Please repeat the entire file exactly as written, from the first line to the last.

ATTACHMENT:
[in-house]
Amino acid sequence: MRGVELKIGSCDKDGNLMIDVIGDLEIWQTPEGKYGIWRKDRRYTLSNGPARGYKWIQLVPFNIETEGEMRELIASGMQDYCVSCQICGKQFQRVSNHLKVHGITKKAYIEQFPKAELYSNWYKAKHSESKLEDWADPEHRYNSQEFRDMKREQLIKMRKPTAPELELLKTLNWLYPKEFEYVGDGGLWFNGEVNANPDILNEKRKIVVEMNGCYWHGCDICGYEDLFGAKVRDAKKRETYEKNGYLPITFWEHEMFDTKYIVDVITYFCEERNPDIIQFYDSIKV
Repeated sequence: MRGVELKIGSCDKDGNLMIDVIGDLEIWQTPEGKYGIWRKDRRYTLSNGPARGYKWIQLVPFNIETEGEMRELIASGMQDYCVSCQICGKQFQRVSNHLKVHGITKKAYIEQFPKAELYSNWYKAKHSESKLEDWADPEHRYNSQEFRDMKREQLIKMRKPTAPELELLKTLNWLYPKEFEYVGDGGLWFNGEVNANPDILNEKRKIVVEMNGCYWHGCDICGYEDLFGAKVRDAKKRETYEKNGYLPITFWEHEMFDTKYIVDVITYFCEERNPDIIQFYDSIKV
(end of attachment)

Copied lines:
[in-house]
Amino acid sequence: MRGVELKIGSCDKDGNLMIDVIGDLEIWQTPEGKYGIWRKDRRYTLSNGPARGYKWIQLVPFNIETEGEMRELIASGMQDYCVSCQICGKQFQRVSNHLKVHGITKKAYIEQFPKAELYSNWYKAKHSESKLEDWADPEHRYNSQEFRDMKREQLIKMRKPTAPELELLKTLNWLYPKEFEYVGDGGLWFNGEVNANPDILNEKRKIVVEMNGCYWHGCDICGYEDLFGAKVRDAKKRETYEKNGYLPITFWEHEMFDTKYIVDVITYFCEERNPDIIQFYDSIKV
Repeated sequence: MRGVELKIGSCDKDGNLMIDVIGDLEIWQTPEGKYGIWRKDRRYTLSNGPARGYKWIQLVPFNIETEGEMRELIASGMQDYCVSCQICGKQFQRVSNHLKVHGITKKAYIEQFPKAELYSNWYKAKHSESKLEDWADPEHRYNSQEFRDMKREQLIKMRKPTAPELELLKTLNWLYPKEFEYVGDGGLWFNGEVNANPDILNEKRKIVVEMNGCYWHGCDICGYEDLFGAKVRDAKKRETYEKNGYLPITFWEHEMFDTKYIVDVITYFCEERNPDIIQFYDSIKV